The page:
Denel ventilator prototype tests “better than expected”

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Four months of intensive development has seen Denel Dynamics come up with a working ventilator for utilisation as part of the national effort to prevent coronavirus deaths.

In April, the State-owned defence and technology group said it was committing resources, including expertise, to design and develop ventilators for hospital use.

The ventilator effort was named Operation Sabela – we are heeding the call – as an indication of Denel’s commitment to the COVID-19 pandemic which has seen South Africa in lockdown for more than a third of the year.

When the ventilator project started, engineers from two Denel Group companies – Aeronautics and Dynamics – were assigned to it. They, alongside engineering and technical expertise from, among others, Armscor, the Council for Scientific and Industrial Research (CSIR) and Eskom, investigated various ventilator designs with a view to producing a locally manufactured prototype ahead of production.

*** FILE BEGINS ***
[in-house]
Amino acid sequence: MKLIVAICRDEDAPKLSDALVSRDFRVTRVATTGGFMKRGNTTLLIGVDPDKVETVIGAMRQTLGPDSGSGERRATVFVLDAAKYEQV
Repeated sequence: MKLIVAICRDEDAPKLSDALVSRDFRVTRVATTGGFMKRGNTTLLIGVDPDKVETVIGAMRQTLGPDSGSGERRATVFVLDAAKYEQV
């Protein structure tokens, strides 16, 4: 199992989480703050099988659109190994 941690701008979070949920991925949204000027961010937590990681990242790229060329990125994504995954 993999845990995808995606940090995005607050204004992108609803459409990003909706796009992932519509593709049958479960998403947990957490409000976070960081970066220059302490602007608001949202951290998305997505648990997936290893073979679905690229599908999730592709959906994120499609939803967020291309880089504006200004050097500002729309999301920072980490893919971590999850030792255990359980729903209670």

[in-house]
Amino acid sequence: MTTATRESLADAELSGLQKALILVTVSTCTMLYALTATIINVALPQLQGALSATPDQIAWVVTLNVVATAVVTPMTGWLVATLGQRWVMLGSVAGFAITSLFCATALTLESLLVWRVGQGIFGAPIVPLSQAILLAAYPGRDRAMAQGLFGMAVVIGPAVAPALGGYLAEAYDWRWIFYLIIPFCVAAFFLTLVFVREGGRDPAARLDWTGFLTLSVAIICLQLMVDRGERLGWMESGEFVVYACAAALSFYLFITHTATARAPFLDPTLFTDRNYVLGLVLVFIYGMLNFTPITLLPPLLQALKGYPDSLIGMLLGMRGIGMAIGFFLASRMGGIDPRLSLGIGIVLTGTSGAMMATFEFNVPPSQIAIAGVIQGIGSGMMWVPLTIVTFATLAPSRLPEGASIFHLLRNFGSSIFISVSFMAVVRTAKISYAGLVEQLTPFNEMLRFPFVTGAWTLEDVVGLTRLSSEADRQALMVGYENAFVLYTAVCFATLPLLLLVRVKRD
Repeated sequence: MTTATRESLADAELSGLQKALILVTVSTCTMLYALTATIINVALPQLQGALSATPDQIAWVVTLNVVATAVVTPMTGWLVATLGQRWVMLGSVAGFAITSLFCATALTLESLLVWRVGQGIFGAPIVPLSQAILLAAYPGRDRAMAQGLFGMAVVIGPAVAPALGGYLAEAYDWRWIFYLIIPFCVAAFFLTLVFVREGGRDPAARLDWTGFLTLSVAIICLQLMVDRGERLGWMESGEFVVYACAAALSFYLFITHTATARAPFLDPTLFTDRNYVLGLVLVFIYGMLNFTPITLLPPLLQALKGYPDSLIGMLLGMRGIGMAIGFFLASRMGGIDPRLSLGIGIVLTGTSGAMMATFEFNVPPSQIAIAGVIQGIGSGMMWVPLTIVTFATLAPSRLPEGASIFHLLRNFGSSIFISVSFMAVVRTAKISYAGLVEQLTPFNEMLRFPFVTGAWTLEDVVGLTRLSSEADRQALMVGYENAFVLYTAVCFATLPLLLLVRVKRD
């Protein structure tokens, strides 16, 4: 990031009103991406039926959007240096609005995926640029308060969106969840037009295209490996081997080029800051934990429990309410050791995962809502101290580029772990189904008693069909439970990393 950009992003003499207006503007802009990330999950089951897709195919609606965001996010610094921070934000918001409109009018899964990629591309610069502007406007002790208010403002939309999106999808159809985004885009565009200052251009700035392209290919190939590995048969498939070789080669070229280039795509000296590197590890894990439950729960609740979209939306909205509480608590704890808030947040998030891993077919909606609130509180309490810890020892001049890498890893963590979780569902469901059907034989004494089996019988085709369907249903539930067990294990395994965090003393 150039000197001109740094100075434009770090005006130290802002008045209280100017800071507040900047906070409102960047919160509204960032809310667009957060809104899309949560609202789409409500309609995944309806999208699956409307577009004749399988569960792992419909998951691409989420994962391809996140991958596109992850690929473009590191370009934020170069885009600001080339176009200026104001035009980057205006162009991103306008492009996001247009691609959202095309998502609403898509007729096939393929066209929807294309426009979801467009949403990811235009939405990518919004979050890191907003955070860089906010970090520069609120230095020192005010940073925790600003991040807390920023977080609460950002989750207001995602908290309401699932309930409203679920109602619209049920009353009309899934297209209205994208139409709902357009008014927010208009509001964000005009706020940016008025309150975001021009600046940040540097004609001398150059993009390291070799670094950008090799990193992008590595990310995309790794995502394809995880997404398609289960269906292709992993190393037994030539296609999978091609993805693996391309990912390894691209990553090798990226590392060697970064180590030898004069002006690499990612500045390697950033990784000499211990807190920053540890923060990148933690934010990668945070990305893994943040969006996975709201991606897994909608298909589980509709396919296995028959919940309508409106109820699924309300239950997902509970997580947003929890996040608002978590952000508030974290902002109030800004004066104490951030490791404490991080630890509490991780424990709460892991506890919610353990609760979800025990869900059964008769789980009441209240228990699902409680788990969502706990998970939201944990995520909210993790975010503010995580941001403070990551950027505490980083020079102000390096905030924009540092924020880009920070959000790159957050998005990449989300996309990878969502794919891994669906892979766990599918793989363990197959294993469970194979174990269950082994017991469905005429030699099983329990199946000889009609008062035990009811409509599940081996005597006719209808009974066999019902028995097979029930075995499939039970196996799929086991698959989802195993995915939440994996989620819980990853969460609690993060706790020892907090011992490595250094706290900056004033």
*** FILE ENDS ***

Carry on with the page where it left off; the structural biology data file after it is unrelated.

Denel Dynamics said this week it is developing a bi-level positive airway pressure assisted breathing unit (BiPAP ABU). This, after a number of prototypes determined by user requirements and component availability, were subjected to scrutiny.

Test results for the prototype are, according to Denel Dynamics, “better than expected as this is outside our core capability and a venture into the non-defence environment”.

The strategy going forward is to have engineering evaluation models ready next month (August) with production to follow soon after.

Industrialisation and production of the ventilators is dependent on all qualifying processes being successfully completed, including by regulatory authorities.

Denel Dynamics will use its facilities on the Denel campus in Irene, Centurion, to produce the ventilators when qualification is obtained, certification approved and availability/delivery of components secured.



Trained personnel from Denel Dynamics, where normal business is design and production of precision-guided weapon systems and unmanned aerial vehicles (UAVs), will produce the ventilators and are looking at manufacturing more than 2 200 a month.